White House: Biden Just Being 'Colorful' Calling GOP Field 'Gift from the Lord'

Vice President Joe Biden talks during a news conference in Turkey on Jan. 23, 2016. (Murad Sezer/Pool Photo via AP)

The White House blamed Vice President Joe Biden for just being Joe for a quip he made to House Democrats this week about the GOP presidential field being a gift from up above.

Biden was addressing lawmakers at their retreat in Baltimore. “We may be given a gift from the Lord in the presidential race here,” he said.

“I don’t know who to root for more. Cruz, or — what’s that guy’s name? He’s having a fundraiser tonight for veterans, I’m told,” he said, referring to Donald Trump and Sen. Ted Cruz (R-Texas).

Biden told Dems that “all kidding aside” it’s been a “tough last couple” of campaign cycles. “But we should get up, man,” he said. “There’s a real shot here.”

“I’m confident we’ll win back the Senate. I think we can make great inroads and maybe win back the House, when no one expects it now,” he added. “We’ve got to make the case of what we’re for and what they are for.”

White House press secretary Josh Earnest told reporters today that “the vice president has a well-established reputation for his colorful expressions.”

“I think the president has made clear that, regardless of who Republicans nominate at this point, based on the rhetoric that we hear not just from the leading candidate, but from all of the leading candidates — to the extent that there are multiples of them — all are offering up the same kind of pessimism and doom and gloom that stands in stark contrast to the kind of optimism and energy and momentum that Democrats are running on,” Earnest continued.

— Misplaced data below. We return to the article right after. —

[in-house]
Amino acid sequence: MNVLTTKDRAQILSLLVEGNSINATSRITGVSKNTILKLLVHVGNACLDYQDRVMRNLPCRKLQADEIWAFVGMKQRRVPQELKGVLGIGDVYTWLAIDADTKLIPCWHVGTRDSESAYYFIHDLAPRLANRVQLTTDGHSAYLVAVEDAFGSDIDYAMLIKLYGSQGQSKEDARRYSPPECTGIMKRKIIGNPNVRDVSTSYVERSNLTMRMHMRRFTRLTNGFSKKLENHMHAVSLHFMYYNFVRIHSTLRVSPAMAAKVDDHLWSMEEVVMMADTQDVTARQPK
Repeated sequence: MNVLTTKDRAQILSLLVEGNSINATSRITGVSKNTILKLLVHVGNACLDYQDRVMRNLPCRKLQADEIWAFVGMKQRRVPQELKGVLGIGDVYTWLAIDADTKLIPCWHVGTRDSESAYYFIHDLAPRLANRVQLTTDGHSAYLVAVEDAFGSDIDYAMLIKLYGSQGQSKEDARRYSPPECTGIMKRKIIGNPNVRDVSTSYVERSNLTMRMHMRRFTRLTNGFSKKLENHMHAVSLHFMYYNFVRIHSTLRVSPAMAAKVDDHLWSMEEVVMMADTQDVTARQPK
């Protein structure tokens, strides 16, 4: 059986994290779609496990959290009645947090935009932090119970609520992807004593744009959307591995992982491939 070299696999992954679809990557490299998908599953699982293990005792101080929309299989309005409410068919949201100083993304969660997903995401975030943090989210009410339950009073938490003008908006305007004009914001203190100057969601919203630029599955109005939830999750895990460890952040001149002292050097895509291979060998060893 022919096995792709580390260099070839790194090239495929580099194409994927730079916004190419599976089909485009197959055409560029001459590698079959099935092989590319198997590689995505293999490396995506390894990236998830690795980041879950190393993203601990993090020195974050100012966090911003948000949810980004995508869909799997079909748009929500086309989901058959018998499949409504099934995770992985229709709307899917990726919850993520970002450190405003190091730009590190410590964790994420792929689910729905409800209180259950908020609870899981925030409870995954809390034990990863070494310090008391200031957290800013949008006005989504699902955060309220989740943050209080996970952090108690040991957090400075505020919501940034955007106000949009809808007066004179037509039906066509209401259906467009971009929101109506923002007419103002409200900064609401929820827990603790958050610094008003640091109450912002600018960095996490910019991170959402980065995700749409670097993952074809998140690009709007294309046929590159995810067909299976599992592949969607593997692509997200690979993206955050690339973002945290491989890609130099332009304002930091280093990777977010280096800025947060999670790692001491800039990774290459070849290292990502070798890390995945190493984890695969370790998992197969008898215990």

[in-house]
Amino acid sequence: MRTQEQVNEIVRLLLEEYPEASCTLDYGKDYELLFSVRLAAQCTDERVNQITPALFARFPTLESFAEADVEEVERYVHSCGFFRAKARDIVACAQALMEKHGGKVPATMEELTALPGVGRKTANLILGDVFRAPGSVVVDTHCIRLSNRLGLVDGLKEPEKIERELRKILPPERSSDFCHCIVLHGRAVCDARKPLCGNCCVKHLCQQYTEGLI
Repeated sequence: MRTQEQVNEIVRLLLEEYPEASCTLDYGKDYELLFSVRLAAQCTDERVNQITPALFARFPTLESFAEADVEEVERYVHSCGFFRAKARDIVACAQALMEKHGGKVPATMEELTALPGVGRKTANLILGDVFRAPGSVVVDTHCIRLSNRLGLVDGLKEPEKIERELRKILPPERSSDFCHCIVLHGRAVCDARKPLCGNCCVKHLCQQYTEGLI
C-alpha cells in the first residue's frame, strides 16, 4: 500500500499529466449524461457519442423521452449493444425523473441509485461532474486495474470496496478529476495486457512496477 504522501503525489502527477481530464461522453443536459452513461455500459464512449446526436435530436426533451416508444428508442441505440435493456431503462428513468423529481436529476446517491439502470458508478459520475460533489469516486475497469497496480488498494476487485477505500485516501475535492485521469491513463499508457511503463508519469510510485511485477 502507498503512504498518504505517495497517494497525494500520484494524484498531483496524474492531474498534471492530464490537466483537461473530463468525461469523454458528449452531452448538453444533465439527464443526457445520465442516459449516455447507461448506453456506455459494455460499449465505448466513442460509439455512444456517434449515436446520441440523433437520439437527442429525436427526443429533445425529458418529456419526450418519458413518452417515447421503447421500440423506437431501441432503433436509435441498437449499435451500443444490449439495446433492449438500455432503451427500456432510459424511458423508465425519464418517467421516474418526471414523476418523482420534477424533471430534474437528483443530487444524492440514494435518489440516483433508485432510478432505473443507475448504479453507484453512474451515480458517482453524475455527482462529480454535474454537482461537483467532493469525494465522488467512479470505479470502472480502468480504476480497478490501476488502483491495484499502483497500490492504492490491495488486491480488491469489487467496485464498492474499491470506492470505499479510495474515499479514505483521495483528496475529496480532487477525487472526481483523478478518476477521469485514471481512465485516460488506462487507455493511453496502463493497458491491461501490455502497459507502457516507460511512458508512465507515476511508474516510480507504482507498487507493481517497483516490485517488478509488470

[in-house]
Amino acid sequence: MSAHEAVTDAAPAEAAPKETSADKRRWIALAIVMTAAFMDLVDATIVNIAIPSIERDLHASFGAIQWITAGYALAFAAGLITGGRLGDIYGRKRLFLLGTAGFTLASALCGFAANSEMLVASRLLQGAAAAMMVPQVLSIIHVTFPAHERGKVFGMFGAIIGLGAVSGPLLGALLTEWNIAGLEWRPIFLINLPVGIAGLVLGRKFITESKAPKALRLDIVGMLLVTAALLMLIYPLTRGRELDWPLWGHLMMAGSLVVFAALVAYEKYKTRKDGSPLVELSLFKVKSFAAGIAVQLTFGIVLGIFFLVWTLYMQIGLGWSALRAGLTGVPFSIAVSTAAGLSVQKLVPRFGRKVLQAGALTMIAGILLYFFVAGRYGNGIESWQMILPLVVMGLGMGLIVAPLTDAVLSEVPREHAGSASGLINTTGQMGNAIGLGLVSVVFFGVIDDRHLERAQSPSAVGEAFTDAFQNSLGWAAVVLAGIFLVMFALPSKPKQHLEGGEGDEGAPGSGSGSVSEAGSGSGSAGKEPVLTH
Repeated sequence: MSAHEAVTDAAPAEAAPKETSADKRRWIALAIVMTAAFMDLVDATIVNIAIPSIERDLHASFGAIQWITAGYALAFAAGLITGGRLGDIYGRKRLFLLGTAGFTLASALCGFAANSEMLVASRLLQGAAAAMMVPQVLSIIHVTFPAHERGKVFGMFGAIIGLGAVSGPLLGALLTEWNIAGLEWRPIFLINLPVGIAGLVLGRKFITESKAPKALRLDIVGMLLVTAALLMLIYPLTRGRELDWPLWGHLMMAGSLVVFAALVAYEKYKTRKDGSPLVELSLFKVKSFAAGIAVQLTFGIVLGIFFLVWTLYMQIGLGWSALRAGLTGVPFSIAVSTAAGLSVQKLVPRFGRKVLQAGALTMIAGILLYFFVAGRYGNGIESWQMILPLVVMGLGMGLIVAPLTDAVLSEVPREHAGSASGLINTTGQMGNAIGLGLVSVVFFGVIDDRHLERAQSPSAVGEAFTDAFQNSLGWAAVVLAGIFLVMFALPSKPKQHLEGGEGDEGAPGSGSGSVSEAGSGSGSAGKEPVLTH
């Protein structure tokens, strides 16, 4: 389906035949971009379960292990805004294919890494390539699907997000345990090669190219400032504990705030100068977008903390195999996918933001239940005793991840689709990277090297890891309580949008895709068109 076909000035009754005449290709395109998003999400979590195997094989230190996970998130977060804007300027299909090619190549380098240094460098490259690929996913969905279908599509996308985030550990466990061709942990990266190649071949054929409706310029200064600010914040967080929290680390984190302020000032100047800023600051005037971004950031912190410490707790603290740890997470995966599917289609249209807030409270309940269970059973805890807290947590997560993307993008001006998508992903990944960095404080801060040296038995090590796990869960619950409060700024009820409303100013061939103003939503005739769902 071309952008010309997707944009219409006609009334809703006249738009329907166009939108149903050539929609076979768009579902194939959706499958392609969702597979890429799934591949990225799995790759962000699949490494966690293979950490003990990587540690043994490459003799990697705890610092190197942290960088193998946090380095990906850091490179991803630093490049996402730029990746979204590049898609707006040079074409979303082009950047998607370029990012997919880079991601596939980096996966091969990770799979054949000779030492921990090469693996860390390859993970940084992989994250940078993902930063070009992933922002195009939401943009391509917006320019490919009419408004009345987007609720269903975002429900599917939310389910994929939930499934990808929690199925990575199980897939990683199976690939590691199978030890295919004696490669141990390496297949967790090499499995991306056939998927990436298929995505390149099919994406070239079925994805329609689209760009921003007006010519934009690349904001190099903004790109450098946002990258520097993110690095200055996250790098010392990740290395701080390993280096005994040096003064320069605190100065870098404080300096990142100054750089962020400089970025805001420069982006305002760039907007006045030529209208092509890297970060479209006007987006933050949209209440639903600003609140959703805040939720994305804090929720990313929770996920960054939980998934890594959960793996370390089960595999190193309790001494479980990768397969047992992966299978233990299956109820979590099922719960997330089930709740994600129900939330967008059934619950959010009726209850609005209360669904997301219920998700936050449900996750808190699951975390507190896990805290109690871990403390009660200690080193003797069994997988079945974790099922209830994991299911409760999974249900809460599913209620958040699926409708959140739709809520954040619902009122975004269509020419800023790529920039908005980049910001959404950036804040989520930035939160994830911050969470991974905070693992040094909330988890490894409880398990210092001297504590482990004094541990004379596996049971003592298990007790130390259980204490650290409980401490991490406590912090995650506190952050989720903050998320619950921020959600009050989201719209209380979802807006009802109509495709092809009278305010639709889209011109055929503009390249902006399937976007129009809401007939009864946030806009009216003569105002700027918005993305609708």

“And that dynamic, historically, in politics, plays pretty well for those who are running on optimism and the kind of can-do spirit that has infused American politics since the founding of our country.”

Earnest said he thought Biden’s point “is that the contrast offered up by the — from the pessimism and — of the Republican candidates, again, creates a genuine opportunity for Democratic candidates that are interested in championing the — the interests of middle-class families and capitalizing on the momentum that our economy is showing, and building on what is best about America.”

When presented with polling that shows more Americans are pessimistic about this country now than in the past two years, Earnest replied “that’s the beauty of these things.”

“There’ll be a contest. There’ll be a long debate over the course of this year, and there will be an election in November, and we’ll tally up the votes, and we’ll find out,” he said.